Tag archives for Editing

Yngvild and Noren – Editing my 2016 NaNoWriMo Novel

Working cover for Noren the Strong, my 2016 NaNoWriMo entry (image: James Kemp) At the end of May I went back to my 2016 NaNoWriMo novel, having left it in the early hours of December 2016. After a gap of 18 months I figured that I would have the detachment from it necessary to give it a good edit. Reading my 2016 NaNoWriMo novel It stood up pretty well on my first read through. I spotted many typos, and highlighted bits to re-write. But for the most part it got left alone on this read through because it was better than I'd expected. I'll do more with it as I find time, mostly when waiting for trains, or traveling. The main things that I noticed that I need to fix are: It needs a new title. The first six scenes…
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Editors – Part 2: How to find a good editor

Last week I wrote about the various stages of editing, this week it is about how to find a good editor. There's nothing to say that you must use someone else to edit your work, but most people will probably find it helpful if approached well. Even people that mostly edit other people's work find the fresh eyes bring something to the process. 'Get an Editor' is Bad advice Lots of people bang on about getting an editor. This is good advice, but not when people just say "get an editor". Unless you know what editing is all about how can you pick a good editor? You certainly don't want to just pay the cheapest person. That might be good value, but more likely it'll just waste money. The same is true of picking the most expensive option. The key…
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Editing – What is Editing and why must you do it? Part 1

Editing is an essential part of the writing process. None of us are perfect, so we need to edit. Editing improves the quality of writing. Editing also has various forms and stages. If you don't understand exactly what editing is then you won't get the best quality texts. Green Ink vs Red Ink when editing Types of Editing Not all of these, strictly speaking, are editing. They are all essential parts of the post production process for writing. Spell checking Development editing Copy editing Formatting Proofreading I've listed them in the order that I think that they need to be done when you've finished the first draft. I cycle through 1-3 until I am completely happy that I have a publishable product. Only at that point would I go through 4 & 5. Spell checking It should go without saying,…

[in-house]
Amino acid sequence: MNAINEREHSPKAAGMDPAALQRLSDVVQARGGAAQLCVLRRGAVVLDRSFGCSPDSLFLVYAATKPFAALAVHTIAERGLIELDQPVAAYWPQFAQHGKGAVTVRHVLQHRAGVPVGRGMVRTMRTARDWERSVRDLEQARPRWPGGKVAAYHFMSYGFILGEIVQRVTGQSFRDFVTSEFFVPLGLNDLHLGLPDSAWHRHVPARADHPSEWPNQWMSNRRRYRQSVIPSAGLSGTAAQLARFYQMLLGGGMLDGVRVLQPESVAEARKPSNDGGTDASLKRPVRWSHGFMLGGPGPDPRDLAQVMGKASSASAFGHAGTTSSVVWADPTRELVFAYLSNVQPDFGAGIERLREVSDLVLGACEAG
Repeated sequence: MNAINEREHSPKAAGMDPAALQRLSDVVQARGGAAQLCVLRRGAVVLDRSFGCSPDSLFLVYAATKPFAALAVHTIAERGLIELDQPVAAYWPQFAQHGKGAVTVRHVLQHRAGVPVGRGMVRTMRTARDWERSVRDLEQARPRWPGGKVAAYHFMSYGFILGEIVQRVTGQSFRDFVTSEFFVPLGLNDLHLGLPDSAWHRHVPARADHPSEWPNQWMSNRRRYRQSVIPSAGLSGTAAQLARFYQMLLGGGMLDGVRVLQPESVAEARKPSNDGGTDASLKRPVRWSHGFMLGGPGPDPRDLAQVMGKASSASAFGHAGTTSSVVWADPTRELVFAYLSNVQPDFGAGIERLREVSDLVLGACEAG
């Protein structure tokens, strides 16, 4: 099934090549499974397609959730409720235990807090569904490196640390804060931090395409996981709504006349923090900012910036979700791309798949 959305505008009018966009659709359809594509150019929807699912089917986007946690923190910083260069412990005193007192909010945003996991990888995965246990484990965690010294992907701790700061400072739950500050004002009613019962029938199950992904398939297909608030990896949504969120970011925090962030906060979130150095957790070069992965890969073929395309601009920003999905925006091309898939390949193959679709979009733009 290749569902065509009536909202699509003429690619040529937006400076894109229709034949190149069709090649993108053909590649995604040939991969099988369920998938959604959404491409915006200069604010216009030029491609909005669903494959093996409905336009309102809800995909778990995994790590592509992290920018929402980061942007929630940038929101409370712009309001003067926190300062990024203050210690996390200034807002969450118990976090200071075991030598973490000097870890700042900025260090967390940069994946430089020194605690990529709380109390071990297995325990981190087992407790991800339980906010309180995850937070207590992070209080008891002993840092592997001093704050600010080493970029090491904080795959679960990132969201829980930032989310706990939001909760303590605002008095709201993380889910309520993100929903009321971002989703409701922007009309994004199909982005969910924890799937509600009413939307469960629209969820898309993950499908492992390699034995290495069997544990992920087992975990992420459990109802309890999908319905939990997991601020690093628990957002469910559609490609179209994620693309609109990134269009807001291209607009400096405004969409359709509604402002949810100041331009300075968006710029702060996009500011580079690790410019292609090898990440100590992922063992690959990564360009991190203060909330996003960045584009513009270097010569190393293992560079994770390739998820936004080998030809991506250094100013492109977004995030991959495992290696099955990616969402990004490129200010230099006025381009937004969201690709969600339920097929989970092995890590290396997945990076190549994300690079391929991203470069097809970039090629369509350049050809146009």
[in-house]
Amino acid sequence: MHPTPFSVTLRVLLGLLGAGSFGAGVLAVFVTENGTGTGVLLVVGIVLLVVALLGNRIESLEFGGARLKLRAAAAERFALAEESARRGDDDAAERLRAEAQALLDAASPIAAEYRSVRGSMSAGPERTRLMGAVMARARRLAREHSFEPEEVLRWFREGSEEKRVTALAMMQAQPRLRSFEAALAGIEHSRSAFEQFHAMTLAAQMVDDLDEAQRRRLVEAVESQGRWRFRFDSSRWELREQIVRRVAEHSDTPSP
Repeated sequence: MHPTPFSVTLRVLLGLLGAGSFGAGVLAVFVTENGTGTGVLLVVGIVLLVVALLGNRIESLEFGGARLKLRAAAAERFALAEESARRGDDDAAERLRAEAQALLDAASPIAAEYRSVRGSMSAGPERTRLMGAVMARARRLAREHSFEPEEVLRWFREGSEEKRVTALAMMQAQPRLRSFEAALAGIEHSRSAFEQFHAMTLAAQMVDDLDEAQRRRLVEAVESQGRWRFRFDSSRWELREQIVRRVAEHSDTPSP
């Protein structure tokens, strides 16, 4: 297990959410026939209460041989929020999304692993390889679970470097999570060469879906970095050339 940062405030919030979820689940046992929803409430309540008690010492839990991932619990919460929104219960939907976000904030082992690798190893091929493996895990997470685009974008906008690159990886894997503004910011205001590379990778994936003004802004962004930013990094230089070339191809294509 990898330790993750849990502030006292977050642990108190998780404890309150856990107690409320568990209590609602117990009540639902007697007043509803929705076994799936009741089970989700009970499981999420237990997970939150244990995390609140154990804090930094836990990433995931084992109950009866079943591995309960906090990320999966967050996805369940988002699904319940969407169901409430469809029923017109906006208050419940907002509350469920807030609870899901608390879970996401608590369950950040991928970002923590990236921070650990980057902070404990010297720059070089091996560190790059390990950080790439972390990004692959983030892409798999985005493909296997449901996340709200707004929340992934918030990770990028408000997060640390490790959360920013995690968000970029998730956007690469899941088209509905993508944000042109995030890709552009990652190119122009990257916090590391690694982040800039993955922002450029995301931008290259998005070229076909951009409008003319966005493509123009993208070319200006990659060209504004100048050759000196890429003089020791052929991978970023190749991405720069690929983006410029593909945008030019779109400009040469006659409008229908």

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Cell Tradecraft – Plot Hole Plugged

The cell tradecraft in the first draft of Perfects had a plot hole. I found in my first editing pass, it relates to the cell tradecraft when it is compromised. Background Core and infrastructure from a typical cell system (Photo credit: Wikipedia) The main characters in Perfects are a group of genetically modified people. They're illegal and trying to help other genetically modified people escape from the country under false identities. The parallel here is the evader networks in nazi occupied Europe during WW2. Indeed the group has consciously modelled it's way of working on the SOE manual. They have a compartmentalisd cell structure to prevent the whole network being compromised. The Plot Hole The story involves the cell being compromised. The police raid their identity factory and arrest of a couple of the cell members, including the leader. In…
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Green Ink for happier editing?

For almost two decades I have used green ink when commenting on documents and for editing.  I've come to believe that green ink is the best colour for editing for a variety of reasons. Here they are.   Green Ink is psychologically positive Traditionally red ink has been used for correcting proofs. Red has a negative connotation, we use it for stop signs and prohibitions. Psychologically red can symbolise the blood from our work, and if there is a lot of red on the page then we get disillusioned and dispirited. So much so that UK civil service core competency framework has "wields the red pen" as an unacceptable trait for senior civil servants. Green Ink carries the opposite connotations to red ink. We use green for go, and for affirming things. So green ink on the page doesn't carry the…
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